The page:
These were 'excellent learning experiences' and gave them 'good exposure', but the artistes barely have any other option apart from the mainstream because there are very few platforms in this country dedicated solely to promoting classical music among youngsters.

"Kids who learn Karnatak music have many platforms as programs are organised for them frequently. These kids receive a lot of encouragement and support. But for young musicians who play Hindustani Classical music, there are few such platforms which encourage youngsters." said Suleiman. "Maybe they are new ones I don't know about," he added after a pause.

It's not just for young musicians, even as listeners most youngsters don't come across classical music at all, as the television is monopolised by filmi music, and music apps and YouTube channels only show you new things based on your past search preferences, so chances are, a youngster will never stumble upon classical music on his or her own. Mile Sur Mera Tumhara isn't playing on the tv either, so they barely even know any classical musician's face.

Plan B for Bollywood

Both Suleiman and Gaikwad want to be classical musicians. But, they are also non-committal, and do not want to give up on their Bollywood dream just yet. "I like Ashaji and Lataji's songs. I want to do both, I want to sing classical music, as well as do recordings when I grow up." said Gaikwad.

She said she often imitates popular classical musicians like Kaushiki Chakraborty and tries to sing like her, but her favourite female artists also include Shreya Ghoshal and Richa Sharma.

Suleiman too doesn't want to limit his options, and although his loyalty is towards classical music he knows Bollywood is an easy ticket to not just popularity but also to a greater audience. Over the years, with the continuous growth of Bollywood music, the film industry has absorbed many independent artistes -- classical as well as Indie and Pop -- and while many of them had initially planned to continue with both genres of music, in the end Bollywood had taken over.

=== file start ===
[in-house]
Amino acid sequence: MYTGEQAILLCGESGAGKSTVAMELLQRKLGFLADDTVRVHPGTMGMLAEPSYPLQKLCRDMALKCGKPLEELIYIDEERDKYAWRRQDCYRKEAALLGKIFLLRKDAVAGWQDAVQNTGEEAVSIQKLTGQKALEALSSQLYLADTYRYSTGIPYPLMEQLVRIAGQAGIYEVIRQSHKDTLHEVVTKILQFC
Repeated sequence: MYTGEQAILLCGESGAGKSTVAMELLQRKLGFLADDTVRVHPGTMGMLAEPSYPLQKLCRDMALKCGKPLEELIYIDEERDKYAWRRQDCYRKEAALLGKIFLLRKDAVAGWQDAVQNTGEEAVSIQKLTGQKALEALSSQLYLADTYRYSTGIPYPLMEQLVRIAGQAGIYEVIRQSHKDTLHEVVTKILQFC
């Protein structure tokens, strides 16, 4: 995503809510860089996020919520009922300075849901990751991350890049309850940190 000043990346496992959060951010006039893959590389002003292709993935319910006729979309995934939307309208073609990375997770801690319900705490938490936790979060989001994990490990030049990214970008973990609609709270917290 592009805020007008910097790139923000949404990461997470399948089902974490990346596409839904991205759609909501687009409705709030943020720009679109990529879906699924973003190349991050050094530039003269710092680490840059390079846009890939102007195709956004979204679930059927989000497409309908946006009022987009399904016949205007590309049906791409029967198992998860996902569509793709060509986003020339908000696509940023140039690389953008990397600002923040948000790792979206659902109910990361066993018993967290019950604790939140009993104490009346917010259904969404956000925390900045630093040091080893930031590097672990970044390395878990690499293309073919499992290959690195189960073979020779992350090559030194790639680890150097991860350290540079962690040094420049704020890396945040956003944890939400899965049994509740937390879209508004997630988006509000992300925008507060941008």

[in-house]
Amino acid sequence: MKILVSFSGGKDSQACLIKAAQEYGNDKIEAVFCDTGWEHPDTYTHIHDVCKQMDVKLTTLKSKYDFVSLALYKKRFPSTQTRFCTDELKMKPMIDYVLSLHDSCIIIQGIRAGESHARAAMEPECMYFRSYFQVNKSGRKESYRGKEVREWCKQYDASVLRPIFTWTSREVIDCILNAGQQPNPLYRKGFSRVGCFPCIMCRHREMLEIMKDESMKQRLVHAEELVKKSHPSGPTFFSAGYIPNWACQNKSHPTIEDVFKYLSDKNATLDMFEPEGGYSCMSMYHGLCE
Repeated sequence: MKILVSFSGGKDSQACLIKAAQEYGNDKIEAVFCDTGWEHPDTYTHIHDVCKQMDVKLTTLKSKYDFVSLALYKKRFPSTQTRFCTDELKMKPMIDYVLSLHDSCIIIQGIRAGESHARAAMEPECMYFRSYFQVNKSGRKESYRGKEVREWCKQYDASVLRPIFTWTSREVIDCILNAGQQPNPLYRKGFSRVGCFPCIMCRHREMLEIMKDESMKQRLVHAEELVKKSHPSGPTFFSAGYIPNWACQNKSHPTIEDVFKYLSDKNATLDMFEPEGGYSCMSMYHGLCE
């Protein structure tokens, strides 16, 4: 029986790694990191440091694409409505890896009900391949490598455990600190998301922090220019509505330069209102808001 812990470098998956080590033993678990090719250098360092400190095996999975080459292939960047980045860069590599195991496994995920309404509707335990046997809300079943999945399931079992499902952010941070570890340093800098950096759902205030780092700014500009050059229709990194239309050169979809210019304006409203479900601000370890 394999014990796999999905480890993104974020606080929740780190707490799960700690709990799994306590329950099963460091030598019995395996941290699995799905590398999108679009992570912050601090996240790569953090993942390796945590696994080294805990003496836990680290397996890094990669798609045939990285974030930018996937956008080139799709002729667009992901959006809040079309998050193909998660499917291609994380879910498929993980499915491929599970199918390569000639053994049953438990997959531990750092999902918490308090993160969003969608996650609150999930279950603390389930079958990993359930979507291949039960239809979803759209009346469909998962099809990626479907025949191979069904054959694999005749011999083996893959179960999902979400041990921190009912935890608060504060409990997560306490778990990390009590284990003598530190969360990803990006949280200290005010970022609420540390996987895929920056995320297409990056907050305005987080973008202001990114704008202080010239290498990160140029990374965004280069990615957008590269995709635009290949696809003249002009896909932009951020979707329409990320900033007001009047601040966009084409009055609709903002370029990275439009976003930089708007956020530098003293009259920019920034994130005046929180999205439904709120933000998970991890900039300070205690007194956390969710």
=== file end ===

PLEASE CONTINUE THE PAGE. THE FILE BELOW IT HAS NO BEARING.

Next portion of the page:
Lack of Tutelage

A music master has been a ubiquitous part of most of our growing up years. Middle-class Indian parents rarely get any peace of mind if their children do not learn any art form 'on the side' of a full school study load. But, to find a guru to mentor you in classical music is becoming harder than ever. Three years ago, Suleiman was spotted by Chaurasia, and the maestro asked the young boy to join him at his Gurukul.

Talking about Chaurasia, Suleiman said, "He teaches a bunch of us and is never strict. He treats us all with a lot of love and care, he teaches the simple notes and guides us through hard variations. In future, I see myself as a classical musician, like Panditji(Chaurasia) is."

Not everyone is as fortunate as Suleiman to have such a guru. And, surprisingly, most upscale Indian schools will rather teach their children jazz instead of Hindustani or Karnatak music, robbing them of the opportunity to learn about their own culture and history, through music. What makes it even worse is that all the classical music concerts are exuberantly priced, and rarely have student discounts, making it impossible for a youngster to watch Ustaad Amjad Ali Khan's fingers dance on a sarod, or headbang to Zakir Hussain's tabla, because he will never have that kind of money to afford it.

Therefore, for a youngster who doesn't have a parent who wants to familiarize him with the ustads and ragas, or a good music teacher to introduce him to the genre, or an acquaintance who would recommend a piece of classical composition to him, it is practically impossible for him to find his way to Indian classical music.